Anyone standing on a riverbank and looking at the river immediately notices the complex movements of the flow. Although flow processes can be described analytically for more than 200 years by the partial differential equations of flight dynamics by Navier and Stokes, they could not be solved until now because they are highly non-linear. Calculation method
It was only in the course of the development of modern computer technologies that flow simulation emerged, which is based on the numerical solution of the Navier-Stokes equations. Computational Fluid Dynamics, CFD, makes the infinite degrees of freedom of the fluid continuum calculable by means of suitable mathematical procedures. The flow equations can additionally be coupled with energy and mass transport equations in order to take heat transport and concentration distributions into account. This means that CFD simulation can be used to calculate both flow and heat processes in detail and make them accessible for engineering.Discretisation makes it calculable
This requires discretisation, i.e. a reduction of the continuum to a finite number of points. To do this, the space is divided into many small volumes (elements). This is done with the help of computational fluid dynamics software programmes and results in a computational mesh. For flow simulations, high-quality meshes consist of hexahedron or polyhedron elements. With the help of these elements, the physical quantities calculated on the nodes are extrapolated to the entire element volume. Established methods for such an approach are finite element method (FEM)
and finite volume method (FVM)
A simulation model is created on the basis of the computational mesh by adding the relevant physical models (turbulent, laminar, multiphase, etc.), the material parameters (density, viscosity, thermal conductivity, etc.) and the boundary conditions (volume flow, temperature, static friction, etc.). The selection of high-quality CFD software tools is important here, as this is the only way to ensure the implementation of the necessary physical models and the high numerical accuracy. Simulation result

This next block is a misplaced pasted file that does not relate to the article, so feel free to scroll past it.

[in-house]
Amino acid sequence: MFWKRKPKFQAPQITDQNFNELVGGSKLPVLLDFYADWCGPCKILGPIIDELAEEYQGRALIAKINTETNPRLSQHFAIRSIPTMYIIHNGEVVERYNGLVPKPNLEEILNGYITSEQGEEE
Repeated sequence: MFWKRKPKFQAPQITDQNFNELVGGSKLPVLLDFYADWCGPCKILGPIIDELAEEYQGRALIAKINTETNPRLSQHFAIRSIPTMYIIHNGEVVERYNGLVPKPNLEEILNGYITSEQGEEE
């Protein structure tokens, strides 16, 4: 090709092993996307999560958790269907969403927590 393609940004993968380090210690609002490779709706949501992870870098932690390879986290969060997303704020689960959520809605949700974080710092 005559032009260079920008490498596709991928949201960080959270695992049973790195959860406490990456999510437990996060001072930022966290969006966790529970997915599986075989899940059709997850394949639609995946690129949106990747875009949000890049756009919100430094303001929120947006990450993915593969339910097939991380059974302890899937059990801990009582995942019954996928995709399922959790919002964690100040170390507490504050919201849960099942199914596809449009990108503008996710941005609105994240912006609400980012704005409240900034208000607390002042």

The numerical flow calculation then provides the desired physical quantities at every point in space. Velocity and temperature distributions, pressures, streamlines, etc. can be visually mapped and quantitatively and qualitatively evaluated. The quality of the simulation model, the calculation and thus also the reliability of the results depend very much on the correct correlation of the computational mesh and the physics to be solved. Both the correct modelling and the meaningful analysis and interpretation of the simulation results require sound experience.
Development of Finite Element Method (FEM)
The first successful method to develop was the finite element method (FEM), which has its roots (1950-60s) in civil engineering and arose from the numerical calculation of trusses and supporting structures. When it was possible to describe the physics of beams numerically (beam elements), the basic principle of the FEM was born: the description of the space between the connection points (nodes). A little later, this method was extended to 2D elements (shells) and 3D elements. The FEM is therefore the 'natural' formulation in structural mechanics, but there are also Computational Fluid Dynamics codes based on the FEM. Commercial FEM programs suitable for industrial use have been available since the 1970s.
Development of Finite Volume Method (FVM)
The development in fluid dynamics was somewhat different. There are no natural connection points in space like in load-bearing structures. Flows are always extended throughout space and have no internal structure. The physical equations are also non-linear in principle and therefore much more difficult to solve than in structural mechanics (e.g. turbulence). In this case, the differential equations are also discretised by decomposing the space into small volumes.
The basic idea here is that everything that flows out of a small volume must flow into the surrounding volumes. This is how the finite volume method (FVM) came about, which is the 'natural' method for fluid dynamics. Since the matrix equations to be solved are (were) still very extensive and only became solvable in the course of increasingly powerful computers, the development of CFD has progressed with a significant time lag compared to structural mechanics. Commercial CFD programmes suitable for industrial use have therefore only been available since around the mid-1980s.